Scott breaks down in court



…As cop describes horrific crime scene

Pascalinah Kabi

They are sitting together and occasionally whispering to each other as Tuesday’s session gets underway in the High Court.

Double murder suspects Lehlohonolo Scott and his mother, ‘Malehlohonolo, are an arm’s length from the families whose two children they allegedly butchered four years ago in a crime that shook the nation due to its savagery.

The body parts of Moholobela Seetsa (13) and Kamohelo Mohata (22) were found in three locations in Koalabata where both the accused and victims lived, leading to speculation they had been killed for ritual purposes.

The Scotts were arrested on 12 July 2012 for the alleged killings. Seetsa was last seen alive on 11 January 2012, while Mohata is said to have disappeared in early July 2012.

However, Scott’s escape from Maseru Central Correctional Institute on 14 October 2012 only added to the family’s mystique and macabre theories Basotho had formulated since their arrest.

And when Scott was nabbed in Durban, South Africa, as he emerged from a church service on 6 April 2014, many Basotho dismissed the news as yet another falsehood—only to believe it when he was extradited on 21 October 2015. His mother, ‘Malehlohonolo, had been released on M500 bail in August 2013.

Scott appeared before the High Court the same day he was extradited amid protests he was not a Lesotho citizen but a South African, with Justice Teboho Moiloa remanding him in custody until 23 November 2015. The judge on 23 November 2015 announced the case would proceed from 11 to 15 April and 18 to 27 April 2016.

On Monday this week, mother and son were in the High Court as the trial resumed amid a packed gallery. They pleaded not guilty to charges of murder.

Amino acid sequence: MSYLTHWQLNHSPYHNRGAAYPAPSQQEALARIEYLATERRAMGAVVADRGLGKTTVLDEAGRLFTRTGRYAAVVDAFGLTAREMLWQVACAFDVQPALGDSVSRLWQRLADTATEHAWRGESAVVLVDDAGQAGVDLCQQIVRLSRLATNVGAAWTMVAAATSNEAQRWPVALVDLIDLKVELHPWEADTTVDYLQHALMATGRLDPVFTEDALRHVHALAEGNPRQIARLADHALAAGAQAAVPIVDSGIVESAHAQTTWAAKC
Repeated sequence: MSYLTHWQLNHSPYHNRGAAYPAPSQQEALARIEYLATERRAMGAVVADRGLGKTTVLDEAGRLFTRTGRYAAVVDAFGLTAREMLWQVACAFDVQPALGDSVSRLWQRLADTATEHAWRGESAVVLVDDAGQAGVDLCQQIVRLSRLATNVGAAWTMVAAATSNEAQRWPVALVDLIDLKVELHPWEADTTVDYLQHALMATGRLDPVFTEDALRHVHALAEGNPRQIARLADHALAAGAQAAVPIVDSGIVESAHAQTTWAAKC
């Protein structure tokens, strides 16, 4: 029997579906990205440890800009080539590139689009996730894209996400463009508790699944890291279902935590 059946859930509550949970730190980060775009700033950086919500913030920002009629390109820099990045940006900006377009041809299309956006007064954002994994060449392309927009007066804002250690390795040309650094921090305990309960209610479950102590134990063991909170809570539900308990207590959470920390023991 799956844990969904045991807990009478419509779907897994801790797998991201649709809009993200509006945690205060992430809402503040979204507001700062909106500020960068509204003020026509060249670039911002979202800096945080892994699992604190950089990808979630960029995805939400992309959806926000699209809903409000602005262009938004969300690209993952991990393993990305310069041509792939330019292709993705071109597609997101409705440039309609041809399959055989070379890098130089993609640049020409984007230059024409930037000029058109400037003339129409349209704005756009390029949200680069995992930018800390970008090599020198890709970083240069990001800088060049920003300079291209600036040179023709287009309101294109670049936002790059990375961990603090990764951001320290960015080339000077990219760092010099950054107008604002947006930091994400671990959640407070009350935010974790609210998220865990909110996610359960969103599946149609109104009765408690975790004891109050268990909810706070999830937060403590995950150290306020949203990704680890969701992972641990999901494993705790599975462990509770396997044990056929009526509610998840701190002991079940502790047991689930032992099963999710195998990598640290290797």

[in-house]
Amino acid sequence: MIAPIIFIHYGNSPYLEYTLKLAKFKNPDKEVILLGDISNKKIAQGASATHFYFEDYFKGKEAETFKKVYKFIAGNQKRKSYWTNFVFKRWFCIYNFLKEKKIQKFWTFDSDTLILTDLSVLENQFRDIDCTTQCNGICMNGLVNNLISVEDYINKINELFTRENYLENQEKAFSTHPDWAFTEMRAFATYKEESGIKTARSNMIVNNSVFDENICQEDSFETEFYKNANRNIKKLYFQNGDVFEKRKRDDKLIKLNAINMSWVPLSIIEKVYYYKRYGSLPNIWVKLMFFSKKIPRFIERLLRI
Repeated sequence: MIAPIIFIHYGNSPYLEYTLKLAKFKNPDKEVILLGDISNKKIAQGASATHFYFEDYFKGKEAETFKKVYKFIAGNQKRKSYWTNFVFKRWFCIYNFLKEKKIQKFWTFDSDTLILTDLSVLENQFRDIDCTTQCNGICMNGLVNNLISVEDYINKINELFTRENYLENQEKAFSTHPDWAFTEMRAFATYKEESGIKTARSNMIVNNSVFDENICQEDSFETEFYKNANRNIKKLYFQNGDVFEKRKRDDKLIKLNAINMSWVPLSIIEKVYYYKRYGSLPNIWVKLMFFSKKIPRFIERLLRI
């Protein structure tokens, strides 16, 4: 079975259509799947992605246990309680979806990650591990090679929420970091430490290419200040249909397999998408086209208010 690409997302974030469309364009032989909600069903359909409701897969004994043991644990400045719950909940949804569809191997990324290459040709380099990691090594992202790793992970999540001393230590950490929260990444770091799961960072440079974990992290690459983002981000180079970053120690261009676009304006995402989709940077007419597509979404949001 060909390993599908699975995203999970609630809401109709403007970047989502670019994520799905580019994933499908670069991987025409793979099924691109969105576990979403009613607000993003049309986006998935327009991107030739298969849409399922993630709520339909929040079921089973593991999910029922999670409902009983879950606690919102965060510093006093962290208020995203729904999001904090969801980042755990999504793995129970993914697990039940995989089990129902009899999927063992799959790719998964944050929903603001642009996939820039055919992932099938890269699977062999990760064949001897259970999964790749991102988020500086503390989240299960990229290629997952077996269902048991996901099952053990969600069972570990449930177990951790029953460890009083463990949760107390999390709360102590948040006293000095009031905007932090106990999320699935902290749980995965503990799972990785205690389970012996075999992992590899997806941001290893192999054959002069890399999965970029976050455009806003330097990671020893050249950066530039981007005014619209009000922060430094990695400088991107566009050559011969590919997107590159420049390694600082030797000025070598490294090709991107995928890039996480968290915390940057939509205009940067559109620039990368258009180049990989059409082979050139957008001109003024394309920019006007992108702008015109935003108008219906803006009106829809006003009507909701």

And on Tuesday, as Lance Sergeant Liau Seeko submitted photographs he took at the crime scene as evidence, Scott and his mother could be seen muttering to each other.

That was before the officer began giving graphic details of each picture he had taken of Mohata’s body parts.

At this point, Scott went very still as he listened to the proceedings, covered his face with both hands as he broke down and started to weep. Scott tried to put his head under the court desk while wiping his tears and nose with a white, pink and grey towel. But Justice Moiloa instructed him to remain still as Lance Sergeant Seeko continued his grim narrative which drew occasional gasps from the teeming courtroom.

Lehlohonolo phahama re tsebe ho u bona (loosely translated as Lehlohonolo, sit upright so that we can see you),” Justice Moiloa said.

Lance Sergeant Seeko told the court that Mohata’s torso was recovered from a donga approximately 3-5 kilometers from the Scotts residence.

“Photograph 16 was taken on 12 July 2012 and depicts a place where Kamohelo Mohata’s torso was discovered. The torso was in a hole in the donga and we discovered it after some digging,” said Lance Sergeant Seeko.

“Photograph 20 shows some body parts but I cannot remember quite well exactly what they were because my camera’s battery was no longer functional. I took the body parts to Lesotho Funeral Service mortuary.”

The officer further told the court that the following day, the police retrieved some of Mohata’s body parts from a toilet pit at Koalabata Primary School.

These parts included legs, lungs and intestines wrapped in yellow and black plastic bags, Lance Sergeant Seeko added.

He further said part of Mohata’s liver had been cut and was missing.

“At the back of the same toilet, I discovered some lungs whose owner I didn’t know.

“Photograph 27, taken from the same toilet, depicts a heart which was cut towards the edge. Photograph 28 depicts part of a throat which was also cut,” he told the stunned courtroom.

“Both photograph 33 and 34 depict someone’s head cut from the neck and it was also identified as Kamohelo Mohata’s. The head was discovered in Koalabata Primary School’s toilet pit.”

As the court went for lunch break, one of the many people who had come to witness the trial and support the bereaved families told the Lesotho Times that Scott was crying “crocodile tears”.

“Did you see him crying when the officer was describing Kamohelo Mohata’s chopped body? I think he just wanted us to sympathise with him. He is not remorseful because just minutes before that he was smiling with his mother,” the angry woman said.

“He wants us to believe that he now feels the pain yet he never had any mercy when he chopped these innocent people’s heads. Why should we feel sympathy for him when he didn’t feel any for these victims?”

Meanwhile, members of the bereaved families who testified in court on Monday, refused to talk to the Lesotho Times saying they could only do so tomorrow.

“Please allow us to talk to you on Friday because hearing how our children were killed is tearing us apart,” said one family member who requested anonymity.

Trial continues.

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